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ESC helps U.S. Coast Guard improve tactical communications
Lt. Col. Valerie Hackett of the Electronic Systems Center Capabilities Integration Office discusses proof of concept capability with Lt. Cmdr. Ryan Hamel, 1st Coast Guard District, at the Logan Airport Emergency Operation Center Oct. 6. Hamel and Hackett were members of a team that demonstrated a “mesh network” capability that enables the sharing of information between disparate command centers and mobile tactical assets in real-time. (Courtesy photo)
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ESC helps U.S. Coast Guard improve tactical communications

Posted 12/15/2011   Updated 12/15/2011 Email story   Print story

    


by Patty Welsh
66th Air Base Group Public Affairs


12/15/2011 - HANSCOM AIR FORCE BASE, Mass. -- The Electronic Systems Center Capabilities Integration Office recently demonstrated a proof of concept capability for the U.S. Coast Guard to improve command and control communications between assets ashore, afloat and aloft.

The new capability, devised as part of the office's Rapid Innovations Project program, is also more agile than current practices.

"Commanders need to stay in constant contact with their ships on the tactical edge," said Carmen Corsetti, MITRE project lead for Joint Expeditionary Force Experimentation. "We looked at what technology already existed and how we could leverage it in a cost effective manner to enhance that capability."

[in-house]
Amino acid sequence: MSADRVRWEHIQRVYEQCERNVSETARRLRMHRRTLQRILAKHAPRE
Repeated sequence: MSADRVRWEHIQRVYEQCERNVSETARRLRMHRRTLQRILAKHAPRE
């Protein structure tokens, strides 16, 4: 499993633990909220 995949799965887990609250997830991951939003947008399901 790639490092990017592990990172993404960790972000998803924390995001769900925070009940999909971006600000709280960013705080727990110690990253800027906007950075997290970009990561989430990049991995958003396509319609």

By using commercially available frequencies, the Coast Guard and other local, state and government agencies are able to access the same critical information through a network available on an internet protocol backbone.

The Cross-Agency Composable Mesh Network, through the use of supporting IP-enabled radio nodes and infrastructure, enables the encrypted sharing of data, voice and video information between disparate command centers and mobile tactical assets in real-time.

"This could be used for multiple mission threads, rapidly deployed to counter an emerging crisis or to manage an event of national significance like a hurricane, such as Katrina, major oil spill like Deepwater Horizon or large public events," said Michael Hussey, Experimentation and Innovation team member.

The network is extensible and can seamlessly integrate various government agencies, which in the recent past, struggled to communicate directly with the Officer-in-Charge, or OIC, because each agency generally had their own dedicated radios or frequencies. One example of this is when Liquefied Natural Gas (LNG) carriers come into Boston Harbor. As the ships are classified as Certain Dangerous Cargoes vessels, it is mandated by the USCG Captain of the Port that they be escorted to their discharge facility. This requires extensive cross-agency information sharing and planning in advance and real-time communications during all harbor transits.

As part of the USCG Innovation Expo, a proof of concept demonstration was completed in October in Tampa, Fla. A prototype line of sight mesh network had already been set up throughout Massachusetts Bay, between Provincetown, Mass., and Gloucester, Mass. Additionally, a second mesh network was set up in the Tampa Bay area and linked to the primary network locally, which included a node at ESC's C4ISR Integration Enterprise Facility (CEIF) lab.